Does cat grass make cats high?
I’m not sure why this happens, but some online articles talk about “cat grass” and “catnip” as if they are the same thing, and maybe that’s where this misunderstanding originates. But the answer is no, cat grass will not get your cat “high.”
What is the best grass for cats?
At Pet Greens, we believe wheatgrass is the best all-around grass for cats to eat, which is why our pre-grown live Cat Grass is 100% Certified Organic wheatgrass. The healthful properties of wheatgrass are unsurpassed by the other cereal grasses, including having the highest concentration of chlorophyll. although all share many of the same benefits.
Oat grass, rye grass and barley grass are all sprouts of those cereal grass seeds, and share many of the nutritional properties of wheatgrass. These grasses are often grown and sold as cat grass, and some cats prefer one over another. That’s why we created two kinds of cat Grass Self-Grow Kits: Garden is 100% wheatgrass, and Medley is a blend of oat, rye and barley grasses. Variety is the spice of life, after all!
Can other pets eat cat grass?
Many dog people will see their pup chomping on lawn grass a short while before vomiting, but they know this is usually not cause for concern. Grasses, and even cat grass, can act as a natural emetic, which animals will instinctively use to soothe an upset stomach. More often, however, dogs and other pets are drawn to the sweet, juicy flavor of the tender blades. They also appreciate having fresh greens in their environment – cat grass becomes their own personal indoor garden. Learn more on why dogs eat grass in this blog.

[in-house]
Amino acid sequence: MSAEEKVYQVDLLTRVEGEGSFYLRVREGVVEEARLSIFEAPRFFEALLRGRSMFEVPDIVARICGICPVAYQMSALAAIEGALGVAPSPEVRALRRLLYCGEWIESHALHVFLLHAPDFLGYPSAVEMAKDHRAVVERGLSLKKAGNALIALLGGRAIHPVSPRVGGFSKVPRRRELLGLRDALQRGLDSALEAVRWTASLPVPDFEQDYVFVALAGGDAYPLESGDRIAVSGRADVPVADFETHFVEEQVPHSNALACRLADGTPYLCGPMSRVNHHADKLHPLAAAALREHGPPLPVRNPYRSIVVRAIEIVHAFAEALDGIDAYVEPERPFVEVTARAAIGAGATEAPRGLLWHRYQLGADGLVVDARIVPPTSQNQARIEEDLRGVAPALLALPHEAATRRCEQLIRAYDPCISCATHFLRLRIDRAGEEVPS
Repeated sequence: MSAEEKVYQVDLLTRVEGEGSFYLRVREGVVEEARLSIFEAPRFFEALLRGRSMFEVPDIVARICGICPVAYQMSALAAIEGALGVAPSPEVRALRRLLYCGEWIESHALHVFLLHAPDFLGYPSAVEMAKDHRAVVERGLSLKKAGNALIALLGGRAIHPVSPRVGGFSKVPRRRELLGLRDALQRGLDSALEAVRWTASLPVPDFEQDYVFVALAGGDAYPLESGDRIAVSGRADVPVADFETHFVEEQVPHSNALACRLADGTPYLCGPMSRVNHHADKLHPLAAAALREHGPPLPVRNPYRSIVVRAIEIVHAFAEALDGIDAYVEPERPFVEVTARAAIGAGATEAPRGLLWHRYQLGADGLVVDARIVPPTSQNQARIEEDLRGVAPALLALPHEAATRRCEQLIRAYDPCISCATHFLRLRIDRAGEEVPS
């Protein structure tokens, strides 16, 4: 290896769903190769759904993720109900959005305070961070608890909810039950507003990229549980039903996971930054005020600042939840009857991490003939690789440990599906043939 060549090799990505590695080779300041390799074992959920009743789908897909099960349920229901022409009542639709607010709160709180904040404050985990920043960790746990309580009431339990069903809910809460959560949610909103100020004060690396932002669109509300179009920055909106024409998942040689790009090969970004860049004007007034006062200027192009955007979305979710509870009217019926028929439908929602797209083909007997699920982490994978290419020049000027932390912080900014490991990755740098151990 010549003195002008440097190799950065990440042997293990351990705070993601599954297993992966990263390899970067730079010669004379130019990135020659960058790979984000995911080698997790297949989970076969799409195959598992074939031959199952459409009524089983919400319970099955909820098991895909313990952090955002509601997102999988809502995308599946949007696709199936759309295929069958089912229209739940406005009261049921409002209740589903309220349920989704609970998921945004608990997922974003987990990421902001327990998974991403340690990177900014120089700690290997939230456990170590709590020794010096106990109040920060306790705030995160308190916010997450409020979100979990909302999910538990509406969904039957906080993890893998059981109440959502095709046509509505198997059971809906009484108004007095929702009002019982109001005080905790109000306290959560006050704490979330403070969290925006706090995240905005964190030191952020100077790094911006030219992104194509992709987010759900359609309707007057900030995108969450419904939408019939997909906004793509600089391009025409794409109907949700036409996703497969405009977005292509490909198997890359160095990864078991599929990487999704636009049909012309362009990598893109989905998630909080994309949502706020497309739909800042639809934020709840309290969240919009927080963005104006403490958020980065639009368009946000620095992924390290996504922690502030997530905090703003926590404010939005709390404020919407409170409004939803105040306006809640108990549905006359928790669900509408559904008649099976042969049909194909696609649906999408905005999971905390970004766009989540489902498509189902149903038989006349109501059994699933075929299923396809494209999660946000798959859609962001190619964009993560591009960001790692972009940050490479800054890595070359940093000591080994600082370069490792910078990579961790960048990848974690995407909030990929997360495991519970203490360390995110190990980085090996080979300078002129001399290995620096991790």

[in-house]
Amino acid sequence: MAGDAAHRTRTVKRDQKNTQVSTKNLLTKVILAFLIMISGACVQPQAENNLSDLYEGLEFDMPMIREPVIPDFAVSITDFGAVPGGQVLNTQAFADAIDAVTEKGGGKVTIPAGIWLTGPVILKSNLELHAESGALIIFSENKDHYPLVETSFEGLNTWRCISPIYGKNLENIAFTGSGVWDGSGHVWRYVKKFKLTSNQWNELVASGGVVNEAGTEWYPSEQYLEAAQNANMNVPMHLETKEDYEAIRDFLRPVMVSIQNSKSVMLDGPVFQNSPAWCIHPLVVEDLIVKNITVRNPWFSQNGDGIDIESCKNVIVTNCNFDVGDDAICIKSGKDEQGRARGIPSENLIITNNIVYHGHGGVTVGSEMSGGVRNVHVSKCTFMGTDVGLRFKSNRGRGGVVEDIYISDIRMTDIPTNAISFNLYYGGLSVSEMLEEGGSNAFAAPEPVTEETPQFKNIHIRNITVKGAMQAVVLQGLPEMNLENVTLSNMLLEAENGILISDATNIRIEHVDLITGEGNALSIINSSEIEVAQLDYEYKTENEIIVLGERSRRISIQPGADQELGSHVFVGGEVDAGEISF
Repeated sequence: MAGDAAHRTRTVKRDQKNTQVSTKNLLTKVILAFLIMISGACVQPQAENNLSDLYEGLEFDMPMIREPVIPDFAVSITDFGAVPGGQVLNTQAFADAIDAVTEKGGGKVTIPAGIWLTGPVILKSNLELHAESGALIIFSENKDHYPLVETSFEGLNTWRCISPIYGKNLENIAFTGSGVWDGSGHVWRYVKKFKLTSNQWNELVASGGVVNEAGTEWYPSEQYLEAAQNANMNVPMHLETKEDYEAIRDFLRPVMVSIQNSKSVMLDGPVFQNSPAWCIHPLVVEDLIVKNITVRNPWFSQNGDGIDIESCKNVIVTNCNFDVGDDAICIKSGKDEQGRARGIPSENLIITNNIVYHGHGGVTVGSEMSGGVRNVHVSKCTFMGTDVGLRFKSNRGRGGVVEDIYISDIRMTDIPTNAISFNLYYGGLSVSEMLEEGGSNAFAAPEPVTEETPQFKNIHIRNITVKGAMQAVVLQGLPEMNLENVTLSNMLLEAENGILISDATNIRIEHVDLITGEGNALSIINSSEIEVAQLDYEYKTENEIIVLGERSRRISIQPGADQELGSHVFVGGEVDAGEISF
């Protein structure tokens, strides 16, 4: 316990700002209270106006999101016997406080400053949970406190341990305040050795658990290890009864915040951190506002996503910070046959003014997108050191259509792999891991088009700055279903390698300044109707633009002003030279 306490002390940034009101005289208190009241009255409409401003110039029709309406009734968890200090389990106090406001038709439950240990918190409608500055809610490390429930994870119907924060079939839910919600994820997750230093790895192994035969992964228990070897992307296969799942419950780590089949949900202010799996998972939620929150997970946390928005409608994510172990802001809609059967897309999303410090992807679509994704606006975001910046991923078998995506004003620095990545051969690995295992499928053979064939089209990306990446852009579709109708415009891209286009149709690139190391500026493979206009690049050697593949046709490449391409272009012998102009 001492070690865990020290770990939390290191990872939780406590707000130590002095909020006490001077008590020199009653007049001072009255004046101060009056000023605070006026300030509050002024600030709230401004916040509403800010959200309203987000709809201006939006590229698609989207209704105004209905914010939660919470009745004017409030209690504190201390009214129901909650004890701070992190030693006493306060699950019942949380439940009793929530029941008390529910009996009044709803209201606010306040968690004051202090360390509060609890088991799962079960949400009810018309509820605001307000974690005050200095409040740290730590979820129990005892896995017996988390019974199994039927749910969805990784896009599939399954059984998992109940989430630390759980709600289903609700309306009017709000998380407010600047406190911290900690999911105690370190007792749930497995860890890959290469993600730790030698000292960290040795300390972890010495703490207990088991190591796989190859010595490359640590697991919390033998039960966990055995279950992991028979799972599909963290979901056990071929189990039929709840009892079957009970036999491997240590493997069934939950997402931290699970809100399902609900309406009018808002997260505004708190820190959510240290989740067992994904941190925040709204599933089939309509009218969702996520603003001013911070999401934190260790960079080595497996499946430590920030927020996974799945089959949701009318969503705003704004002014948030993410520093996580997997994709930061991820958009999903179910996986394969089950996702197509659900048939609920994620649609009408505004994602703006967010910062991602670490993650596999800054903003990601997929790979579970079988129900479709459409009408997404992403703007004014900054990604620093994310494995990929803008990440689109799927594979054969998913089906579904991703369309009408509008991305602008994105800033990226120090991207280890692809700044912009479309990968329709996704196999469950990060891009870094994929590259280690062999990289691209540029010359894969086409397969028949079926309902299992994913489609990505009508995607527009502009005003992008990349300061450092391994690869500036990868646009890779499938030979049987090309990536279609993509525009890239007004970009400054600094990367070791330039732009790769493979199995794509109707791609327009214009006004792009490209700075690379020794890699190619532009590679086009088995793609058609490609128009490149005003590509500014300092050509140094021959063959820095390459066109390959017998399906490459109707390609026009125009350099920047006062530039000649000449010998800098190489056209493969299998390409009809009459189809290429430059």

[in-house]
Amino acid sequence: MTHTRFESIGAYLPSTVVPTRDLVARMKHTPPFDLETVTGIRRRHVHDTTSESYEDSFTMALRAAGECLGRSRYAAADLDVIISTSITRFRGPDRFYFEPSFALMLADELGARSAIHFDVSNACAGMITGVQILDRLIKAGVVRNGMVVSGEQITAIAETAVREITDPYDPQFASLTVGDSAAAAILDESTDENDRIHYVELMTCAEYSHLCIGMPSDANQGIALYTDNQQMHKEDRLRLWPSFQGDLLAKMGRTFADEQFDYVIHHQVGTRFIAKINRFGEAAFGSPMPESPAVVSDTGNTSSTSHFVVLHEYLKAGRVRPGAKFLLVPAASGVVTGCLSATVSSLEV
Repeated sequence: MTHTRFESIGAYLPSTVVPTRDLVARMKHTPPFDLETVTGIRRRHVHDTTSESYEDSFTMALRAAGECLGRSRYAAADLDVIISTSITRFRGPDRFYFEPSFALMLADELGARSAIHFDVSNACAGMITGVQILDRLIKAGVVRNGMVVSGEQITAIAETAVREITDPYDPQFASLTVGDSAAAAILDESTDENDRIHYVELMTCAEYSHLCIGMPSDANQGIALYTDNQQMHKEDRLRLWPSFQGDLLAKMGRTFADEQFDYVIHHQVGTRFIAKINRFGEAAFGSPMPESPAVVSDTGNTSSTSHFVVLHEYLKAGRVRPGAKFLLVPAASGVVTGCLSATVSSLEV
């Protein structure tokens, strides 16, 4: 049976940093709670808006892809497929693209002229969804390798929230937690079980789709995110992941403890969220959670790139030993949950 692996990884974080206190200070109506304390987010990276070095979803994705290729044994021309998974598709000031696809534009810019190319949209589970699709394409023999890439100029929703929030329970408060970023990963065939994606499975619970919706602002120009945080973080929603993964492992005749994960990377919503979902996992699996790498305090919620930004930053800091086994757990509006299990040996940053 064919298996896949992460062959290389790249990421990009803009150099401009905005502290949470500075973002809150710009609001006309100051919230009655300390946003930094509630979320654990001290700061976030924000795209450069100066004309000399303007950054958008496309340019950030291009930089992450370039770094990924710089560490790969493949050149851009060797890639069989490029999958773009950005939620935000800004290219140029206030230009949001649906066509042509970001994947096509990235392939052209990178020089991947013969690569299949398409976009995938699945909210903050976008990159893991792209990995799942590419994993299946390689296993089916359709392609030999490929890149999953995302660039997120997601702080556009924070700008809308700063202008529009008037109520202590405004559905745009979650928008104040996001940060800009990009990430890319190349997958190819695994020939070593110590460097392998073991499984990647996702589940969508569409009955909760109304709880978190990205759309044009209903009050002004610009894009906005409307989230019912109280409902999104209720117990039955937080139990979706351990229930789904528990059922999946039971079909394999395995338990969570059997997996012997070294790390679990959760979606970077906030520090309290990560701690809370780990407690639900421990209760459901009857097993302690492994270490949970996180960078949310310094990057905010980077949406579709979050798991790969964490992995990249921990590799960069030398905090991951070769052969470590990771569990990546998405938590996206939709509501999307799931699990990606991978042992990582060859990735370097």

Many other animals benefit from the fiber and nutrients in cat grass, most commonly:
- Guinea Pigs
How long does cat grass last?
A pot of cat grass will typically last about two to three weeks. Think of it more like fresh produce than as a plant – and if treated as such it should stay fresh and healthy for several weeks. Refrigeration is very helpful as it greatly slows the growth of the blades, so we recommend rotating 2 or more pots of grass in the fridge when not in use. Proper watering (about twice a week) and sufficient light (strong, indirect sunlight is ideal) is all it needs to maintain its lush, green growth. If the tips of the blades start to look a bit weathered (sharp kitty teeth will do that!) we recommend trimming the blades back to about a 4” length.
Is cat grass good for your cat?
Cat grass, which is predominantly wheatgrass but can include the other cereal grasses mentioned above, is packed with nutrients that contribute to the health of pets in so many ways! Some of the main healthful components are:
- Chlorophyll, the “green blood” of plants
- Antioxidant vitamin A (as Beta Carotene), Vitamin C and Vitamin E
- Minerals such as magnesium, iron and calcium
Where can I buy fresh cat grass?
There is a very good chance your local pet store carries our fresh, pre-grown Live Cat Grass, usually located near the check-out counters. We ship fresh cat grass to all Petco, PetSmart, and Pet Supplies Plus stores every week, as well as to hundreds of other small-chain and independently owned pet stores. Check out our store locator to find a store near you
For those who prefer to shop online, pre-grown Live Cat Grass is now available from both Amazon and Petco. Many other online stores also carry our Pet Greens Self-Grow-Kits – a great way to make sure you always have cat grass available for your pets, and a super easy and fun garden project for kids!